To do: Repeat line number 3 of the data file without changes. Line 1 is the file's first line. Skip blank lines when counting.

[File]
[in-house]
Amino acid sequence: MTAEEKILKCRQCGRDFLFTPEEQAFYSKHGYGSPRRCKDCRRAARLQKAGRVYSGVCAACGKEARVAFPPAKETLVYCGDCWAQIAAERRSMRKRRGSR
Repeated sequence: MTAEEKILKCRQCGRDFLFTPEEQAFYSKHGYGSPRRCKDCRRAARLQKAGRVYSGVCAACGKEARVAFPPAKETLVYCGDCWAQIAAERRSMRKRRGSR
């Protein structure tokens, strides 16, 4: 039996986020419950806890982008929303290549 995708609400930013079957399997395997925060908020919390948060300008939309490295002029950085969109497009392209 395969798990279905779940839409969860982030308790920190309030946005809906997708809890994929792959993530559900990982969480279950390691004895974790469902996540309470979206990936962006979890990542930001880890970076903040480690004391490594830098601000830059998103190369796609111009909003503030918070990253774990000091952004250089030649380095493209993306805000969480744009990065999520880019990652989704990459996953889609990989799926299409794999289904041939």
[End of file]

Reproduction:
Repeated sequence: MTAEEKILKCRQCGRDFLFTPEEQAFYSKHGYGSPRRCKDCRRAARLQKAGRVYSGVCAACGKEARVAFPPAKETLVYCGDCWAQIAAERRSMRKRRGSR